7Koh PK, Horsman JM, Radstone CR, Hancock H, Goepel JR, Hancock BW. Localized extranodal non-Hodgkin's lymphoma of the gastrointestinal tract: Sheffield lymphoma group experience (1989-1998). Int J Oncol 2001;18:743-8.
8Muller AM, Ihorst G, Mertelsmann R, Engelhardt M. Epidemiology of non-Hodgkin's lymphoma (NHL): Trends, geographic distribution and etiology. Ann Hematol 2005;84:1-12.
9Chiang IP, Wang HH, Cheng AL, Lin JT, Su IJ. Low-grade gastric B-cell lymphoma of mucosa-associated lymphoid tissue: Clinicopathologic analysis of 19 cases. J Formos Med Assoc 1996;95:857-65.
10Musshoff K. Klinische stadieneinteilung der Nicht-Hodgkin lymphoma. [Clinical staging classification of non-Hodgkin's lymphomas (author's transl)]. Strahlentheropie 1977;53:218-21.
11Harris NL, Jaffe ES, Stein H, Banks PM, Chan JK, Cleary ML, et al . A revised European American classification of lymphoid neoplasms: A proposal from the international lymphoma study group. Blood 1994;84:1361-92.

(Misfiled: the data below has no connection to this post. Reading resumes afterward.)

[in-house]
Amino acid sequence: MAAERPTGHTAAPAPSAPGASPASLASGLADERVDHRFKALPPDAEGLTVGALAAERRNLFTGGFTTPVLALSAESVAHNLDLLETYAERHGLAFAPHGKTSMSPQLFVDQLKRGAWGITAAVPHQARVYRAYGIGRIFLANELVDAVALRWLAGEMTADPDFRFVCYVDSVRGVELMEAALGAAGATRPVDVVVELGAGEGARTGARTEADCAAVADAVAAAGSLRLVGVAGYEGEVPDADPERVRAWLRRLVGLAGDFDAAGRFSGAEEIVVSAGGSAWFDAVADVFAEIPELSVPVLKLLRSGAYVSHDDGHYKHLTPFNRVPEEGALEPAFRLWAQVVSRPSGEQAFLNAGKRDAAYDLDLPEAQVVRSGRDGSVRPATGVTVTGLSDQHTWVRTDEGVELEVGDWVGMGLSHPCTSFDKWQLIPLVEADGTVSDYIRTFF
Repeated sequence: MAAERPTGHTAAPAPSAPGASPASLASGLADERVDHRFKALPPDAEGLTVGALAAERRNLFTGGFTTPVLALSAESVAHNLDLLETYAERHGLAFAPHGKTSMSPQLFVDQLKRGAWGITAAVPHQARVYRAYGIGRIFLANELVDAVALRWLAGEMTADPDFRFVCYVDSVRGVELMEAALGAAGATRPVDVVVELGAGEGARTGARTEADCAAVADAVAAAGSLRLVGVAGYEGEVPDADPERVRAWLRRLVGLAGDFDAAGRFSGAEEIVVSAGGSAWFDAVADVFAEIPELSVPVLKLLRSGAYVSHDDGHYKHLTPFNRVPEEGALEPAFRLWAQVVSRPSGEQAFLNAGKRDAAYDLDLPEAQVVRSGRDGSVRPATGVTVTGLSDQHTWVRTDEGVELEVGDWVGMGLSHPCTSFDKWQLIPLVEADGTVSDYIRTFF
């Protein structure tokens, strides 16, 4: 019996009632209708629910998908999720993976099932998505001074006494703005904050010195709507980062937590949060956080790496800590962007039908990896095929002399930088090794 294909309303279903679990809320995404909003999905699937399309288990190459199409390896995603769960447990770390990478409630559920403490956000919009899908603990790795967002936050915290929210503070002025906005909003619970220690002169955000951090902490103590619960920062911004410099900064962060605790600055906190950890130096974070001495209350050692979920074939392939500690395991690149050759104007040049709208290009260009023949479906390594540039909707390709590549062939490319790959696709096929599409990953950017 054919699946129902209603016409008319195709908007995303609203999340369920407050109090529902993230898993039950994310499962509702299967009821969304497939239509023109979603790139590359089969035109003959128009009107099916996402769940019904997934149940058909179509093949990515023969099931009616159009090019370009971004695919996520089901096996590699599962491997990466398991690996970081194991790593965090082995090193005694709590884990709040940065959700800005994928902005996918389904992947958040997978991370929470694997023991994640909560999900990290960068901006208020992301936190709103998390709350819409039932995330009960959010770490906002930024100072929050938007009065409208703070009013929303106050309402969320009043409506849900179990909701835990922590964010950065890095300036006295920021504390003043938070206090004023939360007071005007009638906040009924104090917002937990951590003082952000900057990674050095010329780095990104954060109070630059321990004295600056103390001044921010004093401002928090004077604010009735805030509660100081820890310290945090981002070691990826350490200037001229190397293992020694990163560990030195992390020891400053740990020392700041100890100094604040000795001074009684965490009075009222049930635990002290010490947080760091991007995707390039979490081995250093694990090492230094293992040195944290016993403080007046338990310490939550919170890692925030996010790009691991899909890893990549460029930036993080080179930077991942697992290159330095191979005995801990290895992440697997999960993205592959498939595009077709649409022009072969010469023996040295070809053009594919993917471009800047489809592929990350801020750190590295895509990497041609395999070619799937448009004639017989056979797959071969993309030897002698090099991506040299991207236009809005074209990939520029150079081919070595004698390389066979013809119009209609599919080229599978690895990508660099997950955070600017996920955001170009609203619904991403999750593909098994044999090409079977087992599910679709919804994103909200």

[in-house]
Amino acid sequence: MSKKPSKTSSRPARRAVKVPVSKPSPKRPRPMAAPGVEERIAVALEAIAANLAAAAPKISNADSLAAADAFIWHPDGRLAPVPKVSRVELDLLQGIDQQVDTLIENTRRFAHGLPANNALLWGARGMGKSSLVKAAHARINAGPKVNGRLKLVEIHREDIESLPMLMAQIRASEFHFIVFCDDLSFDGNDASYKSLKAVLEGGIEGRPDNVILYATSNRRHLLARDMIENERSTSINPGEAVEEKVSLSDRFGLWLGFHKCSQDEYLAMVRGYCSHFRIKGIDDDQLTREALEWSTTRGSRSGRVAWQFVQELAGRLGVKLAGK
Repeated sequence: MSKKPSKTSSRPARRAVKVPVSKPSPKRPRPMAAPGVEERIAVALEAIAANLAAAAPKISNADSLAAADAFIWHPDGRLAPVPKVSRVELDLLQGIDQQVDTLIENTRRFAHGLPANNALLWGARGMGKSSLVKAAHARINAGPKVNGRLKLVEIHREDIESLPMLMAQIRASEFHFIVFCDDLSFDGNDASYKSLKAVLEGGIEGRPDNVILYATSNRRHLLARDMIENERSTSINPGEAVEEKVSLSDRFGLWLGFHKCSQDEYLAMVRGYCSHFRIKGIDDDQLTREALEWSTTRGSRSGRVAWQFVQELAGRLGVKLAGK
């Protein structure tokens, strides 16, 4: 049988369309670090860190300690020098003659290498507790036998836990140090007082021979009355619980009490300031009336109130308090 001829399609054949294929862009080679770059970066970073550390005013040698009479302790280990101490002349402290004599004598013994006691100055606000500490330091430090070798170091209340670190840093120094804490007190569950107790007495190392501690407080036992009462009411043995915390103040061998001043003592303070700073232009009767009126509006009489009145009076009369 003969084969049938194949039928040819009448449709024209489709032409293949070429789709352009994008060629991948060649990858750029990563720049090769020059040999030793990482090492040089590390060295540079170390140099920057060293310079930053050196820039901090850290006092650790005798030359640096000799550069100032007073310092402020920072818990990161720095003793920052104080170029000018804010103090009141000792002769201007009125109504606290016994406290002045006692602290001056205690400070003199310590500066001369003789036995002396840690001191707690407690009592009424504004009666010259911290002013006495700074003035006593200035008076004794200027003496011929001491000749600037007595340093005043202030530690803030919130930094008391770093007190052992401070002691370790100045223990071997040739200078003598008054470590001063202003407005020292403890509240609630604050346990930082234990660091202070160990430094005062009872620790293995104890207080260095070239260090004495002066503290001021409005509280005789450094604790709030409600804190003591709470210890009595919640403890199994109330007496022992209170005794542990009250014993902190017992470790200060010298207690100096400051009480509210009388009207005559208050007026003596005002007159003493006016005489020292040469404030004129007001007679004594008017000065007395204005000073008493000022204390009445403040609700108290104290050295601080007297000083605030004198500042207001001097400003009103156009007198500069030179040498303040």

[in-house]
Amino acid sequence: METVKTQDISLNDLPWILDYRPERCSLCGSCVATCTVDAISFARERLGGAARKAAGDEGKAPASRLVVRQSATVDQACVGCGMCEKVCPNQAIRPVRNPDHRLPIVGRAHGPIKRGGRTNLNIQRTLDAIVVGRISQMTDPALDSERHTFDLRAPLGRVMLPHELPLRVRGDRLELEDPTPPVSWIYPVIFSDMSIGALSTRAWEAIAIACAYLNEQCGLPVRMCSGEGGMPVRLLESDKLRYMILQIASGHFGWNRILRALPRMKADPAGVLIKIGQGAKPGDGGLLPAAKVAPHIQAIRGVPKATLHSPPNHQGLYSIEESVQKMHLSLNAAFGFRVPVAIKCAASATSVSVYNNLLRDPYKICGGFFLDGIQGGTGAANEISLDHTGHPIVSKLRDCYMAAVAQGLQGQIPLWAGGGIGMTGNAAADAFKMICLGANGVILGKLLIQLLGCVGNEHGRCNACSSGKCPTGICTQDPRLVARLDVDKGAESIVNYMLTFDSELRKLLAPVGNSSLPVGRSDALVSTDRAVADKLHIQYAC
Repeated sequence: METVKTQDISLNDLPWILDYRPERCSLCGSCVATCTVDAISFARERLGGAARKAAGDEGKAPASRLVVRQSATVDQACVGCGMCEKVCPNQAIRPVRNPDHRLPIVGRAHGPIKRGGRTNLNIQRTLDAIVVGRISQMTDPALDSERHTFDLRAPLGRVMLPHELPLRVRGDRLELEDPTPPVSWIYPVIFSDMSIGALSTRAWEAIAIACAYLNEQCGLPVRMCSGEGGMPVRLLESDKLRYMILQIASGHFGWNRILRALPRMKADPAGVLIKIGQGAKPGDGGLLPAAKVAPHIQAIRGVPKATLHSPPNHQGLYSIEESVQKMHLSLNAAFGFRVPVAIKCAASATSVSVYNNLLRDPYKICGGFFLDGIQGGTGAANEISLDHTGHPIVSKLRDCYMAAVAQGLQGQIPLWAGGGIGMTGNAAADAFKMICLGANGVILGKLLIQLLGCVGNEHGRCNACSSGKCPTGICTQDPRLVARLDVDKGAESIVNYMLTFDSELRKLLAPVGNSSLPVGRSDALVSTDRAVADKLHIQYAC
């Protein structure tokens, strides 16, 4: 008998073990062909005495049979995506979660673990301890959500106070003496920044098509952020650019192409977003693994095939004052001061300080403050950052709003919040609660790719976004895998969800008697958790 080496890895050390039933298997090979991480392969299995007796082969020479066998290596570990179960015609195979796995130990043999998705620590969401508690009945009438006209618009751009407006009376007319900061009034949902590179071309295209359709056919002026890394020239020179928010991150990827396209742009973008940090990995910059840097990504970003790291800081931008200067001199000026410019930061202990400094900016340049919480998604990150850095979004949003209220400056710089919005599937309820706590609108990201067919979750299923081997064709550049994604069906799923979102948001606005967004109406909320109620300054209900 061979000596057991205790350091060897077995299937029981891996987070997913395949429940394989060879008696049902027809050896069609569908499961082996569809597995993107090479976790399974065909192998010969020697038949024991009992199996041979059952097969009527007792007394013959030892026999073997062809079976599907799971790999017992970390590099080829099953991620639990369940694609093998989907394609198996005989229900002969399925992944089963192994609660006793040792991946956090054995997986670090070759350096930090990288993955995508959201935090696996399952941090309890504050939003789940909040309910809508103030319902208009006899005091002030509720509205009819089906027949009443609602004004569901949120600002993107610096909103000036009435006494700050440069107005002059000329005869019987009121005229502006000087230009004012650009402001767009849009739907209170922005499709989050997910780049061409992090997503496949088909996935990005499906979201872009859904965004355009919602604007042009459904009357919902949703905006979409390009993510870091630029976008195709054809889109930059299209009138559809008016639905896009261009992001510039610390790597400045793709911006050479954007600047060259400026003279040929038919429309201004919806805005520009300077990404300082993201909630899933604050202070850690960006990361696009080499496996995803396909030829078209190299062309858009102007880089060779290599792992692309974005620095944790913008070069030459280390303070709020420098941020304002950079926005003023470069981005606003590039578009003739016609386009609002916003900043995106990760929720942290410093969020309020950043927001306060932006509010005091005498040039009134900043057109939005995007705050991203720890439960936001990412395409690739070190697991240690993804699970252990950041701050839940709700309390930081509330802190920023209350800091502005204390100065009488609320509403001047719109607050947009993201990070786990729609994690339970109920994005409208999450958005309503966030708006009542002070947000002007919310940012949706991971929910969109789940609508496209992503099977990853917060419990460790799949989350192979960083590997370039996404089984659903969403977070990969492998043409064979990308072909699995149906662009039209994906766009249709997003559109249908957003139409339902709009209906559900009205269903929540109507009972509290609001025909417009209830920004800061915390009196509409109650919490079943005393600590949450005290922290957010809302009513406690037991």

12d'Amore F, Christensen BE, Brincker H, Pedersen NT, Thorling K, Hastrup J, et al . Clinicopathologic features and prognostic factors in extranodal non-Hodgkin lymphomas. Danish LYFO Study Group. Eur J Cancer 1991;27:1201-8.
13Eser B, Kaplan B, Unal A, Canoz O, Altuntas F, Sari HI, et al . Clinicopathologic characteristics and therapeutic outcome of primary gastrointestinal non-Hodgkin's lymhomas in central Anatolia, in Turkey. Yonsei Med J 2006;47:22-33.
14Bani-Hani KE, Yaghan RJ, Matalka II. Primary gastric lymphoma in Jordan with special emphasis on descriptive epidemiology. Leuk Lymphoma 2005;46:1337-43.
15Sukpanichnant S, Udomsakdi-Auewarakul C, Ruchutrakool T, Leelakusolvong S, Boonpongmanee S, Chinswangwatanakul V. Gastrointestinal lymphoma in Thailand: A clinicopathologic analysis of 120 cases at Siriraj hospital according to WHO classification. Southeast Asian J Trop Med Public Health 2004;35:966-76.
16Liang R, Todd D, Chan TK, Ng RP, Ho FC. Gastrointestinal lymphoma in Chinese: A retrospective analysis. Hematol Oncol 1987;5:115-26.